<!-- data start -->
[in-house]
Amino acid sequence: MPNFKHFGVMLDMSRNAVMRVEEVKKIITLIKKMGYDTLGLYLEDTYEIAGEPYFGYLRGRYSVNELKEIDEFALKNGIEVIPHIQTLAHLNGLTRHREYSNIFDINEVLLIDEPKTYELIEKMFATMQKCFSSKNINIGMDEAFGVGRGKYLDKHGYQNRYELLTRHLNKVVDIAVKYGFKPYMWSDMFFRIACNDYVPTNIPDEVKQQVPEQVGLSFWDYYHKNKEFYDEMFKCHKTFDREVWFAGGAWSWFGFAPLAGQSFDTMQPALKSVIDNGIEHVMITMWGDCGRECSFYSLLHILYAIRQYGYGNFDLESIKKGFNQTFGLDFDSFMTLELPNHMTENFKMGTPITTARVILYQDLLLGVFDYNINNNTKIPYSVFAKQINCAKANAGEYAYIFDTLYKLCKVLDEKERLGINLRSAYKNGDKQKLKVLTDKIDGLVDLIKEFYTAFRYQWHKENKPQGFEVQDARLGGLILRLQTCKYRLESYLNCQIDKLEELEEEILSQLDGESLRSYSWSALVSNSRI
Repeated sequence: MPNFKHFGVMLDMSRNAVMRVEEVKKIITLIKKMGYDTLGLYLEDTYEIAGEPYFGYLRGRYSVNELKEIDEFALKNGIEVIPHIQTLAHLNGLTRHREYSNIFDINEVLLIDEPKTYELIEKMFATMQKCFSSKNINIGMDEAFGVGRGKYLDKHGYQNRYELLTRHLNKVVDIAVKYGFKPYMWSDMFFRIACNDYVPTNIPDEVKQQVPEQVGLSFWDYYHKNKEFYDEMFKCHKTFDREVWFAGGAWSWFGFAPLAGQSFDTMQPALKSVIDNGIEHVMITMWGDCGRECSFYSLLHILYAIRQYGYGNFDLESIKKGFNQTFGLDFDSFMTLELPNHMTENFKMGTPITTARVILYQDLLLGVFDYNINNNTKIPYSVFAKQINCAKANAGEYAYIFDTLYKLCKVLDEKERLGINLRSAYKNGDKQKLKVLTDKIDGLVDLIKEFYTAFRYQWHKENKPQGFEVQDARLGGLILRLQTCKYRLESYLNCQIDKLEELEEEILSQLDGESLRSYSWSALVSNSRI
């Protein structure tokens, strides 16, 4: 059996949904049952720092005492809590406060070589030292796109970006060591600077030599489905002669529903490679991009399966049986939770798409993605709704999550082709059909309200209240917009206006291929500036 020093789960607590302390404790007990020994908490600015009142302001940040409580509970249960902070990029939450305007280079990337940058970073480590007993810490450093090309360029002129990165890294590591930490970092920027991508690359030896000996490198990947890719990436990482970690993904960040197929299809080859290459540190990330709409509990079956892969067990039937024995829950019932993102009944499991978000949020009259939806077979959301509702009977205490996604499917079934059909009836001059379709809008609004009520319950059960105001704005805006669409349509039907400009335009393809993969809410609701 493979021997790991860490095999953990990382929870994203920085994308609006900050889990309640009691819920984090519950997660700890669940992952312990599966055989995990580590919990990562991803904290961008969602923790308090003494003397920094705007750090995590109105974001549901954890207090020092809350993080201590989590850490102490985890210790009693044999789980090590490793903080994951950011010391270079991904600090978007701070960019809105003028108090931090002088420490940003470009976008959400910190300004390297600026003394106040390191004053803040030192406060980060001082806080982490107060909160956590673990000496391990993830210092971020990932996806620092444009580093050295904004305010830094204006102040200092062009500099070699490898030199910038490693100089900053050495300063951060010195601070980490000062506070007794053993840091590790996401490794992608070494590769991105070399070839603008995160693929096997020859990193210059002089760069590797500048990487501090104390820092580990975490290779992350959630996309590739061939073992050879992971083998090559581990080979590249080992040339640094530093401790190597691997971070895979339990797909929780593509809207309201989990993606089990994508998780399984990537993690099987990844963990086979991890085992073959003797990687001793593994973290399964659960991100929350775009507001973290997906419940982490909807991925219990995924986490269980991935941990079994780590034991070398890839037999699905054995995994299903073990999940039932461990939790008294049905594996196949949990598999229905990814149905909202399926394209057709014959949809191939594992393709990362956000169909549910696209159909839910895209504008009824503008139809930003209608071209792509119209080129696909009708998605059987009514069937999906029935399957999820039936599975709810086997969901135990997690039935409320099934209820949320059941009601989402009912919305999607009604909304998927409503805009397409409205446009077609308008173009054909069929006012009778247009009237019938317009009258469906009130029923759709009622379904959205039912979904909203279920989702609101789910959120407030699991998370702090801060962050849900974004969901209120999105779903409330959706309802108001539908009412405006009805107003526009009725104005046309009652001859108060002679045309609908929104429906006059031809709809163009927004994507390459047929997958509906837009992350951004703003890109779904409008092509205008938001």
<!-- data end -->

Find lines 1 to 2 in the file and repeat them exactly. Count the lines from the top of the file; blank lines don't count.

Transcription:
[in-house]
Amino acid sequence: MPNFKHFGVMLDMSRNAVMRVEEVKKIITLIKKMGYDTLGLYLEDTYEIAGEPYFGYLRGRYSVNELKEIDEFALKNGIEVIPHIQTLAHLNGLTRHREYSNIFDINEVLLIDEPKTYELIEKMFATMQKCFSSKNINIGMDEAFGVGRGKYLDKHGYQNRYELLTRHLNKVVDIAVKYGFKPYMWSDMFFRIACNDYVPTNIPDEVKQQVPEQVGLSFWDYYHKNKEFYDEMFKCHKTFDREVWFAGGAWSWFGFAPLAGQSFDTMQPALKSVIDNGIEHVMITMWGDCGRECSFYSLLHILYAIRQYGYGNFDLESIKKGFNQTFGLDFDSFMTLELPNHMTENFKMGTPITTARVILYQDLLLGVFDYNINNNTKIPYSVFAKQINCAKANAGEYAYIFDTLYKLCKVLDEKERLGINLRSAYKNGDKQKLKVLTDKIDGLVDLIKEFYTAFRYQWHKENKPQGFEVQDARLGGLILRLQTCKYRLESYLNCQIDKLEELEEEILSQLDGESLRSYSWSALVSNSRI